Using mother nature

How to cool a data centre

There is an ongoing rise in the demand for computing power… This rise is not only driving innovation in the construction of data centres but also in charging the demands of the silicon chips that give life to these power-hungry servers within the data centres.

Chips that were once 100 to 200W are now coming in at 350 to 500W, and this capacity will only ever grow in the years to come as chip manufacturers continue to increase the power required to drive each central processing unit and graphics processing unit.

“Innovation from chip manufacturers means computer density is increasing all the time, creating a cooling challenge for many data centre operators,” says a spokesperson at Verne Global.

Data centre providers are already coming up with new technologies to help cool such facilities, but Iceland may very well have an edge over other countries to provide a solution for this: its already cold climate.

In fact, Verne Global’s data campus offers a hybrid cooling solution, which uses both air cooling and liquid cooling. “Liquid cooling is available for very high-density customer deployments,” they explain. “Liquid cooling solves this challenge by supporting rack densities of 100kW and more, offering a future-proofed solution to customers adopting the latest in server technology.”

Verne Global also offers air cooling, both direct and indirect, to support rack densities of up to 50kW. “While this is sufficient for most customer workloads today, we are already seeing customer demand shift from air cooling only to a hybrid of both air and liquid cooling.”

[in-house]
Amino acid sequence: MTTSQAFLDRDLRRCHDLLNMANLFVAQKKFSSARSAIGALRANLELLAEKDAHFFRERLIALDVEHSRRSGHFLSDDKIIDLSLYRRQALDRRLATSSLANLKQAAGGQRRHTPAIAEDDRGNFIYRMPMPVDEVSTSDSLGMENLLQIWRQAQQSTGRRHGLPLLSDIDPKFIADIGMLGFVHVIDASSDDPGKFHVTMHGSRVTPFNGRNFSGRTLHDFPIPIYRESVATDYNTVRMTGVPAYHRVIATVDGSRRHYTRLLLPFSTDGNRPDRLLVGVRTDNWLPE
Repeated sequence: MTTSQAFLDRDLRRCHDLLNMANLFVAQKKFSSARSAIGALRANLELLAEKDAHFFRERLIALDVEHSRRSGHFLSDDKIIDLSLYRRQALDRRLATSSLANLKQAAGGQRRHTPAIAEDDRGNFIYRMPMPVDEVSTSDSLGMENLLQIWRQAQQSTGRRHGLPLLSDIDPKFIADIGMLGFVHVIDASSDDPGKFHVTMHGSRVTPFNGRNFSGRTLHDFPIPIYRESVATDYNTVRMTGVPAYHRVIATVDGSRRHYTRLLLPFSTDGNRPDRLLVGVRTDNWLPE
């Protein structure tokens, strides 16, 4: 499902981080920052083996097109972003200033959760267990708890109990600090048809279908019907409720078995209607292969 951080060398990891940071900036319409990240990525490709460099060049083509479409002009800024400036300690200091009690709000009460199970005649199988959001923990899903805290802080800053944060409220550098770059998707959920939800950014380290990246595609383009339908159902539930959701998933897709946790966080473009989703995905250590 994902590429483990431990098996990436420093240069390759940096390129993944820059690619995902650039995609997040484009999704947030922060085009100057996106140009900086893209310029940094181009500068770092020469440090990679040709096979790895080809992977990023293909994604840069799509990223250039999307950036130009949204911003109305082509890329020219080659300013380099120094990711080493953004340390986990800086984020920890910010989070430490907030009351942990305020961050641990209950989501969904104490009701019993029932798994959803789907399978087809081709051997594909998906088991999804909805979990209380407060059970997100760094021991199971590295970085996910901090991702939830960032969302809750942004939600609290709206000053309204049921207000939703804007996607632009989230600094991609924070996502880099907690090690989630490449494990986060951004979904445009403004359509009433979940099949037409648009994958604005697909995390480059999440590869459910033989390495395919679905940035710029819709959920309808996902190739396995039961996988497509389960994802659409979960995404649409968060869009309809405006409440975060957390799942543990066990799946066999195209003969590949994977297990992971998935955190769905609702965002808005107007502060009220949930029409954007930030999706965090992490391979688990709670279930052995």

Meanwhile, atNorth utilises the outside air to cool its facilities without mechanical cooling. “Our stand design enables direct air cooling with air handling units and evaporator cooling being an option in N+1 configuration,” atNorth explains.

Borealis Data Center uses a direct free air-cooling methodology for high-density workloads. The solution is employed with three different arrangements over its two campuses: eco-cooling, system air, and direct free air cooling (see illustration above).

For high availability, Borealis uses an indirect free air-cooling methodology, and are preparing for liquid-to-liquid for ultra-high-density workloads.

Direct air cooling also saves these companies electricity. And as of late, the heat generated by the units is not being used for other business, but atNorth has said it heats its offices with excess heat with its data centre and is actively looking for partners to make use of their heat.

Fully utilising the excess heat radiated from the data centres themselves is one of the ideas Data Centers by Iceland as a coalition is aiming to pursue: it is a part of the country’s green incentives programme which aims to encourage private investments to speed up economic recovery while promoting environmentally sustainable solutions.

Iceland also aims to build up its eco-industrial parks, attracting companies that can make use of each other’s waste products as resources to operate in the same area, Data Centers by Iceland added.

Diagram of cooling infrastructure at Borealis Data Center in Iceland

Image credit: Borealis Data Center